William Clifford invented his algebras in 1876 as an attempt to
generalize the quaternions to higher dimensions, and he published a
paper about them two years later . Given a real inner
product space , the Clifford algebra is the
associative algebra freely generated by modulo the relations
To see this relation, first suppose is a normed division algebra.
Left multiplication by any element gives an operator
Using this inner product, we say an element is imaginary if it is orthogonal to the element , and we let be the space of imaginary elements of . We can also think of as the tangent space of the unit sphere in at the point . This has a nice consequence: since maps the unit sphere in to the Lie group of orthogonal transformations of , it must send to the Lie algebra of skew-adjoint transformations of . In short, is skew-adjoint whenever is imaginary.
The relation to Clifford algebras shows up when we compute the square of
. We can do this most easily when has norm
. Then is both orthogonal and skew-adjoint. For any
orthogonal transformation, we can find some orthonormal basis in which
its matrix is block diagonal, built from blocks that look
We have already described the Clifford algebras up to . Further calculations [50,73] give the following table, where we use to stand for matrices with entries in the algebra :
Table 2 — Clifford Algebras
Starting at dimension 8, something marvelous happens: the table continues
in the following fashion:
Since Clifford algebras are built from matrix algebras over and , it is easy to determine their representations. Every representation is a direct sum of irreducible ones, or irreps. The only irrep of is its obvious one via matrix multiplication on . Similarly, the only irrep of is the obvious representation on , and the only irrep of is the obvious one on .
Glancing at the above table, we see that unless equals or modulo , is a real, complex or quaternionic matrix algebra, so it has a unique irrep. For reasons to be explained later, this irrep is known as the space of pinors and denoted . When is or modulo , the algebra is a direct sum of two real or quaternionic matrix algebras, so it has two irreps, which we call the positive pinors and negative pinors . We summarize these results in the following table:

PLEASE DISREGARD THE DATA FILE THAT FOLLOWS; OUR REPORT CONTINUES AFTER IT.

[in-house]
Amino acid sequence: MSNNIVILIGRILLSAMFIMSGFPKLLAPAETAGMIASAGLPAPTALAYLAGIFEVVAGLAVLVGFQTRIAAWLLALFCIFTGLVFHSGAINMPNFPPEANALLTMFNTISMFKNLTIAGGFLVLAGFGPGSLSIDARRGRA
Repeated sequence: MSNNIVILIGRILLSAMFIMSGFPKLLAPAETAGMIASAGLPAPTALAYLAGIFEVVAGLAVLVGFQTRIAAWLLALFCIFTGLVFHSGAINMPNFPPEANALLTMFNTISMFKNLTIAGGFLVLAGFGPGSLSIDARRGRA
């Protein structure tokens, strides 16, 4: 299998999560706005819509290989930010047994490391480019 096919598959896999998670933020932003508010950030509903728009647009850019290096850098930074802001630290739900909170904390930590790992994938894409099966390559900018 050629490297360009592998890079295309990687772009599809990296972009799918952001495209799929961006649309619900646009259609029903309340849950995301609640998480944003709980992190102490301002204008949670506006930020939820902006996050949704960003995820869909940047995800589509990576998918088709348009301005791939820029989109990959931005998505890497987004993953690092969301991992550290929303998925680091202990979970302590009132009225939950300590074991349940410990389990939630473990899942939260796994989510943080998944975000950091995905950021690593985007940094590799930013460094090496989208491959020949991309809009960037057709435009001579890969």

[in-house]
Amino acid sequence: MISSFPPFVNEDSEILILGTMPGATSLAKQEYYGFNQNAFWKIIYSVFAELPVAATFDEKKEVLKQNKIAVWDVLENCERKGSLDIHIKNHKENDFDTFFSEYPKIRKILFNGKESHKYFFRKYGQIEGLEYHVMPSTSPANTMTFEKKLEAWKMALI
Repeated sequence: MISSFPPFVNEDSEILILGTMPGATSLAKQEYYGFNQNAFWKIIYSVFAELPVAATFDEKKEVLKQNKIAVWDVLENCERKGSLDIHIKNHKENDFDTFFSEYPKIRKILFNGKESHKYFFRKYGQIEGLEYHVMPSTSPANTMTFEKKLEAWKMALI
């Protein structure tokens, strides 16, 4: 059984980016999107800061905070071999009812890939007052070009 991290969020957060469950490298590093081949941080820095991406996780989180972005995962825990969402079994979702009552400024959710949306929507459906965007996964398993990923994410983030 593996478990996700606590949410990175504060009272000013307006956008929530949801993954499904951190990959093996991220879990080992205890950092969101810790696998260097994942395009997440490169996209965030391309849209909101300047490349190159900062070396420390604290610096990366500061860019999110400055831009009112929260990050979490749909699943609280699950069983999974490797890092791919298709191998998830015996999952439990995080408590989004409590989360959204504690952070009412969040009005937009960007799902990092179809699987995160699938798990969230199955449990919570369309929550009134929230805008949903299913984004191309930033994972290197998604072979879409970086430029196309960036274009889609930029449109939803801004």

Table 3 — Pinor Representations
Examining this table, we see that in the range of dimensions listed there is an -dimensional representation of only for and . What about higher dimensions? By Bott periodicity, the irreducible representations of are obtained by tensoring those of by . This multiplies the dimension by 16, so one can easily check that for , the irreducible representations of always have dimension greater than .
It follows that normed division algebras are only possible in dimensions and . Having constructed and , we also know that normed division algebras exist in these dimensions. The only remaining question is whether they are unique. For this it helps to investigate more deeply the relation between normed division algebras and the Cayley-Dickson construction. In what follows, we outline an approach based on ideas in the book by Springer and Veldkamp .
First, suppose is a normed division algebra. Then there is a unique linear operator such that and for . With some calculation one can prove this makes into a nicely normed -algebra.
Next, suppose that is any subalgebra of the normed division algebra
. It is easy to check that is a nicely normed -algebra in
its own right. If is not all of , we can find an element that is orthogonal to every element of . Without loss of
generality we shall assume this element has norm 1. Since this element
is orthogonal to , it is imaginary. From the definition
of the operator it follows that , and from results
earlier in this section we have . With further calculation
one can show that for all we have
Thus, whenever we have a normed division algebra we can find a chain of subalgebras such that . To construct , we simply need to choose a norm-one element of that is orthogonal to every element of . It follows that the only normed division algebras of dimension 1, 2, 4 and 8 are and . This also gives an alternate proof that there are no normed division algebras of other dimensions: if there were any, there would have to be a 16-dimensional one, namely — the sedenions. But as mentioned in Section 2.2, one can check explicitly that the sedenions are not a division algebra.
© 2001 John Baez